If you understand why something hurts other people or where people criticizing it are coming from, you can dodge those dark spots, provide effective notes/tags, and/or firmly redirect people who’ve taken the wrong thing from your fanwork in either direction.

Critical thinking isn’t “anti tings”. Media literacy is good, actually.

Oh, and critical thinking and reading can help you become a better fan, a better creator, and a better person.

Some Resources

About Stitch

Stitch writes about what needs to be written.
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3 Responses to Applied to Fandom: Critical Consumption/Analysis

  1. Ella says:

    This is a wonderful piece! Thank you for your critical thinking… on critical thinking lol
    Is it okay if I ask what sort of nuance there was for slavefic? Not judging or accusing- I just want to understand better! And what sort of other “fucky” things have you seen (other than the horrifying experience of seeing sexy nazi stuff)?

    Like

    • Stitch says:

      So other people of color – largely Black people, but not only them – have spoken to me about their experiences and interests in slave fic. A lot of them talk about like… Past experiences with trauma, trying to understand desires that they can’t speak about, and histories in their family/under white supremacy. It’s a hard limit for me in 2021 and it’s still not something that I can engage with from most people, but people have taken the time to talk about what they’re getting out of it and why they post what they post. So that’s been very interesting and helpful to helping me understand their thoughts as other people of color, and again, often other Black people specifically, who like this thing that bothers me. And other things… So I’m *super* into MADK and Tokyo Ghoul and I guess like… That sort of gore-heavy cannibalism content? Neither thing have active fandoms but there are OTHER fandoms that graft the content onto their source media and I love it… But cannibalism is genuinely horrifying, you know?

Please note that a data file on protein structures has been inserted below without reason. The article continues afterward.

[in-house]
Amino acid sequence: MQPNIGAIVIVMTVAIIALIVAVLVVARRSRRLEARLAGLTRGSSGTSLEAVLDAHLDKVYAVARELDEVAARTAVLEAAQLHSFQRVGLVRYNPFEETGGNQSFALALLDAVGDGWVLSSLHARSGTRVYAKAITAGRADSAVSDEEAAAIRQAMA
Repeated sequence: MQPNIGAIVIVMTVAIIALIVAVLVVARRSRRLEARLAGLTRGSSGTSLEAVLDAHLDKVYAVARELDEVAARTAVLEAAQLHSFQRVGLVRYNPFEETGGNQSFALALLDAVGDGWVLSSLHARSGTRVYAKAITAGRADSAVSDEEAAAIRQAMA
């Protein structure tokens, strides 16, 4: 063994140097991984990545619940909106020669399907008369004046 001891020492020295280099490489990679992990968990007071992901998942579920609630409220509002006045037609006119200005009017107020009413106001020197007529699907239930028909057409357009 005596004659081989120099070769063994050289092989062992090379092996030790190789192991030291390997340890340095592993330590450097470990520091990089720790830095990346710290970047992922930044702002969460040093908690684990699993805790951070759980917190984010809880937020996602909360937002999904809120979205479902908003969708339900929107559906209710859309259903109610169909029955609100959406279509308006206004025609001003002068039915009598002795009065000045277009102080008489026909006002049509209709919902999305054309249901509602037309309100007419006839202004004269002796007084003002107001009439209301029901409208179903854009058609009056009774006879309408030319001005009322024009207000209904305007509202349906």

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  2. militantlyromantic says:

    We’ve talked about this before, but I think people have a really hard time with the concept of doing/liking something that’s problematic and thinking that makes THEM problematic. The “you did something racist = you’re a bad person” equation, right? So, instead of “oh, crap, I did something racist, I need to take steps to rectify that and do better,” the response becomes “that couldn’t have been racist, because I’m a good person.” But here it’s, “Harley Quinn is my fave, so her story isn’t at all a problematic cluster of domestic abuse storytelling that occasionally gets looped into bad-girls-on-bad-girls are Teh Sexeh written by mostly cishet white dudes with momentary glimmers of legitimate characterization/female empowerment, because that would mean I’m a misogynist.” And like…except it doesn’t work that way. Our brains respond to all kinds of things for all kinds of reasons and MAYBE one of them is “we’re wrong about” but often it’s “this hits some kind of pleasure center, and I can acknowledge that there are problems with it and STILL say it makes me happy.” (There are obvs exceptions to this rule. Sexy Nazis, anyone?)